A California Public Utility Commission board member, Dian Grueneich, gave a talk that emphasized this point but not with the criticism that I just leveled. Grueneich highlighted that California’s per capita consumption has remained constant for the last 30 years, what she didn’t say is that 22% of the state’s manufacturing capacity and the jobs associated with it have left the state in that same period. In other words, Californians are not using less energy but rather the large industrial users of power have left the state, ironically in part because of high energy costs.

Californians have implemented energy efficiency solutions in home and commercial buildings, all of which should be held up as a success but those efficiencies and the regulatory burden associated with them have also created some of the highest construction costs in the country (in surveys of residential and commercial structures San Francisco, as one example, consistently ranks 2nd to NYC in cost per square foot to build).

As I just wrote, this emphasis on conservation is in conflict with an expanding vehicle market and the car makers understand this but are powerless to do anything about it. Over and over I heard the representatives focus on off-peak charging but admit that there is nothing in the vehicles that facilitates rate based charging cycles. The Electric Power Research Institute (EPRI) has been tasked with developing a smart charging protocol but it is not available yet and car makers, in their own words, are “not waiting for it”.

In a report released last year by the National Institute for Standards and Technologies pointed this out, saying one of two scenarios they analyzed would see:

“PEV will add significantly to the load that the power system will have to serve, and if no regulation, coordination, and/or incentives are included, then PEV could significantly increase the cost of peak power.”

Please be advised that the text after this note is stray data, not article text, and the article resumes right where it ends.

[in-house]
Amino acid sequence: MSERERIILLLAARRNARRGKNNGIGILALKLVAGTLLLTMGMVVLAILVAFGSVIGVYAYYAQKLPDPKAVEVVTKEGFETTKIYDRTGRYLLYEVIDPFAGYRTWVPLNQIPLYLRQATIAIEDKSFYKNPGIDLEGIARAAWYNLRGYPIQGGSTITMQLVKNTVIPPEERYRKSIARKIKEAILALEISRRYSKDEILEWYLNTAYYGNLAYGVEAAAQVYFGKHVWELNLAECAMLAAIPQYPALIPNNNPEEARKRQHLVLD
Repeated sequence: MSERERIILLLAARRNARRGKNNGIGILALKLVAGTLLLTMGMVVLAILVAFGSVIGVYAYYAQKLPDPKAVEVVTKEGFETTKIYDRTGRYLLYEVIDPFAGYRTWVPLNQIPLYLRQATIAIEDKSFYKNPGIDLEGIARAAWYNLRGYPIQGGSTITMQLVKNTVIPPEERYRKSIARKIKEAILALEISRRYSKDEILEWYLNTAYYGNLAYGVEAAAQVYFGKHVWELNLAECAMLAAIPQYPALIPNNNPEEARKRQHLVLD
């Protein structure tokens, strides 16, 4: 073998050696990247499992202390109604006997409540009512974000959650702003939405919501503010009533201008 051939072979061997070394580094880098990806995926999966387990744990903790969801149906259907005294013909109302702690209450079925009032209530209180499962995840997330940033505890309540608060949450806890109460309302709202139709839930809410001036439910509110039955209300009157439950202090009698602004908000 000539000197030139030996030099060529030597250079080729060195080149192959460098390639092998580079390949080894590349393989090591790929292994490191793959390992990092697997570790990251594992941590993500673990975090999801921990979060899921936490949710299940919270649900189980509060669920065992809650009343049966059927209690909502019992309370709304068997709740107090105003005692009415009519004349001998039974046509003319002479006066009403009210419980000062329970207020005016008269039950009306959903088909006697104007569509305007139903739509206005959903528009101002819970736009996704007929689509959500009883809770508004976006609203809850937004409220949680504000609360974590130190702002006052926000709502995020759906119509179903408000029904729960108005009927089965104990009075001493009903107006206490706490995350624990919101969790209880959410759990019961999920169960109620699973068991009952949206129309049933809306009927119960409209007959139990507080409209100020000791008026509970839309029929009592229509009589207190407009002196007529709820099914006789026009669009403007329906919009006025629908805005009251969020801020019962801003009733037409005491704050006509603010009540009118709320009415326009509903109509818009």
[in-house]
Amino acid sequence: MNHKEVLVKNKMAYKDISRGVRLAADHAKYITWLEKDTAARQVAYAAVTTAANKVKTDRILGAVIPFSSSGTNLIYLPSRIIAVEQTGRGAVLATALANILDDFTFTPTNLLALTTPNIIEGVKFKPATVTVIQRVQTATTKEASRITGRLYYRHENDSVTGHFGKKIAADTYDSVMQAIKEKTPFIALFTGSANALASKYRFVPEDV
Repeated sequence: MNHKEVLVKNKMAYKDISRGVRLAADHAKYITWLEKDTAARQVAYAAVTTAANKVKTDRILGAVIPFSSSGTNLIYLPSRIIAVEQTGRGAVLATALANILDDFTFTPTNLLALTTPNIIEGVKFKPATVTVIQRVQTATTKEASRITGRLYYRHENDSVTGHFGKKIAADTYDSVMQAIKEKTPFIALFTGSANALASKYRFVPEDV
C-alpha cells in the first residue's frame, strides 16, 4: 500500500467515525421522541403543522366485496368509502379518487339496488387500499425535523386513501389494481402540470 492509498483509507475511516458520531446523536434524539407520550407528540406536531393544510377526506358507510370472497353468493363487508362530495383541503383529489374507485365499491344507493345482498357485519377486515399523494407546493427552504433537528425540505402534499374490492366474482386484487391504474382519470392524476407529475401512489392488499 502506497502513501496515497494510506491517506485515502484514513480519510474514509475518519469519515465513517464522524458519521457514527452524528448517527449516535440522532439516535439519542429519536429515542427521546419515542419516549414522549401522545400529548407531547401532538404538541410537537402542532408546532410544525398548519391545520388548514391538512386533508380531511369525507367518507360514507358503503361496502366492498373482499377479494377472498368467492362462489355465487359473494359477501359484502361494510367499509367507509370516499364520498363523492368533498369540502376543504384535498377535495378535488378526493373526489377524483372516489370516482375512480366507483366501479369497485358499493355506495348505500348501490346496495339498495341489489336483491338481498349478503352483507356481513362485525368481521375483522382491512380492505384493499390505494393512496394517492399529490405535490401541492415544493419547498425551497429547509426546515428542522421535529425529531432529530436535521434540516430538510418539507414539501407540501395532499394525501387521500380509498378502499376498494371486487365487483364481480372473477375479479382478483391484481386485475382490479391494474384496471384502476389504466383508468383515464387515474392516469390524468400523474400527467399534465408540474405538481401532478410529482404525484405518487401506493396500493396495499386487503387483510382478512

Grueneich also pointed out that the CPUC has ruled that utilities must make power consumption data available to third parties, which would go a long way to realizing the vision of the “future of carbon tracking” panel whereby businesses and ultimately consumers could plug in third party solutions for managing power consumption. This is how software people think… develop and API and build an ecosystem, it’s not how utilities think and even though the ruling requires data to be made available I am concerned about how useful that data ends up being for third parties.

Given the fiasco that California’s smart meter program has been, it’s appropriate that we start talking about a new scheme that splits of the consumption metering and billing from the power generation and delivery. In other words, we should consider the merits of making utility metering a public service funded by existing rates. This service would then provide integrated billing services for consumers and assume responsibility for household and business metering infrastructure, which is currently managed by PG&E. The data that meters generate would then be made available with appropriate privacy controls to third party services who want access to it for powering a new generation of software services for business and consumer users.

After taking a couple of days to reconsider the material I collected and my own notes I have to say the GreenNet conference was quite interesting and I hope GigaOM expands it next year. I would also like to see more critical voices on the panels that would hold accountable regulatory officials and utility spokespeople while at the same time casting a critical eye on the new technology being developed.